Say goodbye to mail delivery on Saturday, America. Starting Aug. 1, the financially struggling U.S. Postal Service, for the first time in 150 years, will not show up at your house or business on Saturdays unless you are receiving a package, express mail, or Priority Mail. The move "accentuates one of the agency's strong points," says the AP's Pauline Jelinek: While snail mail delivery has steadily declined in the age of email and Facebook, "package delivery has increased by 14 percent since 2010."
The change, "debated ad nauseum for months and months," will save the Postal Service $2 billion a year, says Patrick Rizzo at NBC News. That sounds like a lot, until you realize the USPS posted a record $15.9 billion loss in the last fiscal year, driven by $11.1 billion in pre-funded future retirement costs. "We are currently losing $25 million per day," Postmaster General Patrick Donahoe warned in January.
There is a potential hitch to the new plan, Rizzo says: The USPS, while an independent federal agency that receives no tax dollars, is still "subject to congressional control, and congressional foot-dragging." So it's not clear how it will convince Congress to finally sign off on five-day-a-week delivery, or if it has found a workaround.
Among those who don't think this will save the USPS: Hallmark, the greeting card giant that "really wants you to be able to open that birthday card on a Saturday," says Catherine Ho at The Washington Post. Hallmark is putting some serious cash toward lobbying Congress to make sure the change doesn't happen. "Solving budget shortfalls through price increases and reduction of service not only won't work, it will make matters worse," Hallmark CEO Don Hall Jr. once argued. "I am concerned that going down this path does not address the critical issues and we will soon be talking about four-day or three-day delivery."
Of course, not everyone agrees. Cutting Saturday service is the least the USPS can do, says David Walker at Reuters. Like the federal government, the Postal Service is in dire need of a major overhaul, and it has been for more than a decade. The problems start with the fact that the venerable agency's "business model was designed for an era before the internet and many other means of expedited physical delivery (FedEx, UPS, DHL)." We have to consider not just service cuts but outsourcing the delivery of mail from post office to home.
My advice: Stock up on "forever" stamps.... If the USPS doesn't get its act together, we're likely to see far higher prices in the future. Though there are now limits on postage increases, the related financial math doesn’t come close to working over time. The Postal Service is in trouble. The agency is bleeding red ink; has hit its authorized borrowing limit with the Treasury; and is unable to make its scheduled retirement funding contributions. Something has to give — and must this year. [Reuters]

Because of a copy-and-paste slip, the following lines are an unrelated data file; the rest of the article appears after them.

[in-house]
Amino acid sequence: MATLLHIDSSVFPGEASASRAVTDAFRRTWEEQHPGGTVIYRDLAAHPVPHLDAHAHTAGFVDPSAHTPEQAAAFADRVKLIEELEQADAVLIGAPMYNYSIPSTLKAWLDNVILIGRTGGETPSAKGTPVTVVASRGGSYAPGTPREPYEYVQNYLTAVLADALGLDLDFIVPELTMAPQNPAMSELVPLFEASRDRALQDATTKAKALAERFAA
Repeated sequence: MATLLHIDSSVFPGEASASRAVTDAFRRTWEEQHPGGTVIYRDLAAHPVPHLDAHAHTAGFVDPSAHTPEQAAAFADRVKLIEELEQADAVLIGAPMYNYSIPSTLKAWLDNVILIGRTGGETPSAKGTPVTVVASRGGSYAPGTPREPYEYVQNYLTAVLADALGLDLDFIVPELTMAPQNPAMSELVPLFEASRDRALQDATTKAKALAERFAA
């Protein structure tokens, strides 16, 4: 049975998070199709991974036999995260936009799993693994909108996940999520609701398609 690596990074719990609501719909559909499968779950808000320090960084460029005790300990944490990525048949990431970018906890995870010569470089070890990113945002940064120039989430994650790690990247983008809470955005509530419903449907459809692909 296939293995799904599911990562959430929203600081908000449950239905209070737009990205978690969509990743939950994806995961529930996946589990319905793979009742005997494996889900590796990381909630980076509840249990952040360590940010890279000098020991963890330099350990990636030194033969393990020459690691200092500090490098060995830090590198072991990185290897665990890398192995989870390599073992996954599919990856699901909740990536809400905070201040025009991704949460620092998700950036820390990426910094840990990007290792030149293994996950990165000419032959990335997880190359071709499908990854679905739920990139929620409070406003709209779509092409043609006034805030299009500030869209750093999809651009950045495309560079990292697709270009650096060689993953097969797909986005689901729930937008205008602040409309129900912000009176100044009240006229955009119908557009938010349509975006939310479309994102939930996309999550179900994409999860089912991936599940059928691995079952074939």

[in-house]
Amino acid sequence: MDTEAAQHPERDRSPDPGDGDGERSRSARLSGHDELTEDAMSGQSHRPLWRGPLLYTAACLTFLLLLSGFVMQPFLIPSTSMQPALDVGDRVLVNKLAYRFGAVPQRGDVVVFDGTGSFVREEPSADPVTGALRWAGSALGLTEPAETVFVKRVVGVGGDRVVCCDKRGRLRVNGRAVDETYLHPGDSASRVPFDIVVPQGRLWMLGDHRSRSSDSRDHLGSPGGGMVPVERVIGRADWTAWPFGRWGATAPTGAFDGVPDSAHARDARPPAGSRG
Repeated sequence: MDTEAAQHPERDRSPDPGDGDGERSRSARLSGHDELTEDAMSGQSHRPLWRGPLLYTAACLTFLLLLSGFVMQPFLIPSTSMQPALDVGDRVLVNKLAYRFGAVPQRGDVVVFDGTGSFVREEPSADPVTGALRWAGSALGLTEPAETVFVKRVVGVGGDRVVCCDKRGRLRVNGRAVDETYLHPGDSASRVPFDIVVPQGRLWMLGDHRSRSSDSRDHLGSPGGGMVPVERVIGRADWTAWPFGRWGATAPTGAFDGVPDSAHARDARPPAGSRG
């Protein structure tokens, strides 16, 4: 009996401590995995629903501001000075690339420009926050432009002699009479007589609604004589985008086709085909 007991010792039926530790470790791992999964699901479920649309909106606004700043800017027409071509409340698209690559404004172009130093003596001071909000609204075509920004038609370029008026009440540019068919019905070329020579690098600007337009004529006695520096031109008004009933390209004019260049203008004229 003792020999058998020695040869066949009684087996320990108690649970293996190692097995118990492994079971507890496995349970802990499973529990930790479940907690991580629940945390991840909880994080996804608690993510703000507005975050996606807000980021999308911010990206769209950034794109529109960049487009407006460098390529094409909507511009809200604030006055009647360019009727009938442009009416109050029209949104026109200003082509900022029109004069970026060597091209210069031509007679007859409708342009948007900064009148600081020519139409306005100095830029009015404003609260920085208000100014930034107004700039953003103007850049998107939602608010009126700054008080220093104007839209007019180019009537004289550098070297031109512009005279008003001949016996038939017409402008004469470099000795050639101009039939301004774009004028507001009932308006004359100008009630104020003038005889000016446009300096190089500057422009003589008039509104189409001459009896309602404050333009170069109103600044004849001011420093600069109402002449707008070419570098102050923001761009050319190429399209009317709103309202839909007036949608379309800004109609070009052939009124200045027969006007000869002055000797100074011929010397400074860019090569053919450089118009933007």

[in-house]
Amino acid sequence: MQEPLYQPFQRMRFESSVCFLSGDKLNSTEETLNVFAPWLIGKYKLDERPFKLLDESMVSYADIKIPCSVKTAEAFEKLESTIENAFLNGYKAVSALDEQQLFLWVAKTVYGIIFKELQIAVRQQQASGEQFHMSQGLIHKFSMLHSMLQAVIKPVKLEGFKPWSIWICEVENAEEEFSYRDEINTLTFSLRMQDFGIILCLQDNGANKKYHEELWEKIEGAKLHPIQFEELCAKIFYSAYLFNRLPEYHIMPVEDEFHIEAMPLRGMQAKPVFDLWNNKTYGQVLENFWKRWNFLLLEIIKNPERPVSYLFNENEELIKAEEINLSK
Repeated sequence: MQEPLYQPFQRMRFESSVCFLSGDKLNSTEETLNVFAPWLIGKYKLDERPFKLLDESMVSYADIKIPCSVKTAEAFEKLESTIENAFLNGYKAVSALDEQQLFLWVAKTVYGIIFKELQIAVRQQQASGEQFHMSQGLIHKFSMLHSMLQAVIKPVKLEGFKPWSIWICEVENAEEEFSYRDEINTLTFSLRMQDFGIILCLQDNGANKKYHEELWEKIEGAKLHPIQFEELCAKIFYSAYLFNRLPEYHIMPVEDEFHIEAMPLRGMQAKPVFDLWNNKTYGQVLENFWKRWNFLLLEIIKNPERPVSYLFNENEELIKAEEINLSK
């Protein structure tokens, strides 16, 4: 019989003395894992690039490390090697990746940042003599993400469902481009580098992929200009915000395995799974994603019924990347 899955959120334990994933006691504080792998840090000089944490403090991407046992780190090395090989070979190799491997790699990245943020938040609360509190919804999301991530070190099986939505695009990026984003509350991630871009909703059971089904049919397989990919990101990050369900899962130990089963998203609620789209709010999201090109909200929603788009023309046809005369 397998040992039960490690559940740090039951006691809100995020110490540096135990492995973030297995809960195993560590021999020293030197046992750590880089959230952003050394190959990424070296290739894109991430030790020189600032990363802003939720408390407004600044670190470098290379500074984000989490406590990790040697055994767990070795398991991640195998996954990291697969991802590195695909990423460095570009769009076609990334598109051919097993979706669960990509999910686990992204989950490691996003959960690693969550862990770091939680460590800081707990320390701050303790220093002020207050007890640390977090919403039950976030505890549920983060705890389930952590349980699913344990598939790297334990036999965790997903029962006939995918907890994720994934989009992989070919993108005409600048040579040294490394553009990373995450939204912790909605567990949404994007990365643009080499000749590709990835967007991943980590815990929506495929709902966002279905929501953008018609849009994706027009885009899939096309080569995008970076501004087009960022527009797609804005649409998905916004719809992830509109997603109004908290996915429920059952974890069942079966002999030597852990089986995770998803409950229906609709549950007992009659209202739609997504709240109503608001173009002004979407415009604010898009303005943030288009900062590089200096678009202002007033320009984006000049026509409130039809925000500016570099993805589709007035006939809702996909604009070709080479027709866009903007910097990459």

The USPS is also "one of the largest commercial property operations in the country," says The Washington Examiner, so maybe it could sell off some unused land to erase some of that red ink.
Actually, says Fredric Rolando in Indiana's South Bend Tribune, nothing can solve the fiscal "gloom-and-doom picture" of America's "most trusted federal agency" but the entity that created all the red ink: Congress. And doing so won't involve service cuts. In 2006, Congress foolishly "mandated that the Postal Service do something no other agency or company has to do — pre-fund future retiree health benefits," and at a "highly aggressive level." The USPS had to finance the next 75 years of benefits within a decade. Strip away that anchor and the Postal Service's "financial performance has been admirable."
The USPS provides the world's most affordable delivery service. It's rooted in the Constitution. It unites this vast land. It anchors a $1.3 trillion mailing industry employing 7.5 million private-sector Americans.... It's critical to small businesses open weekends and needing to send and receive financial documents.... For 200 years, the Postal Service has faced technological innovations such as the telephone, fax machine, or telegraph, emerging stronger each time. If lawmakers address the pre-funding fiasco — rather than reducing services to Americans and their businesses — it can do so once again. [South Bend Tribune]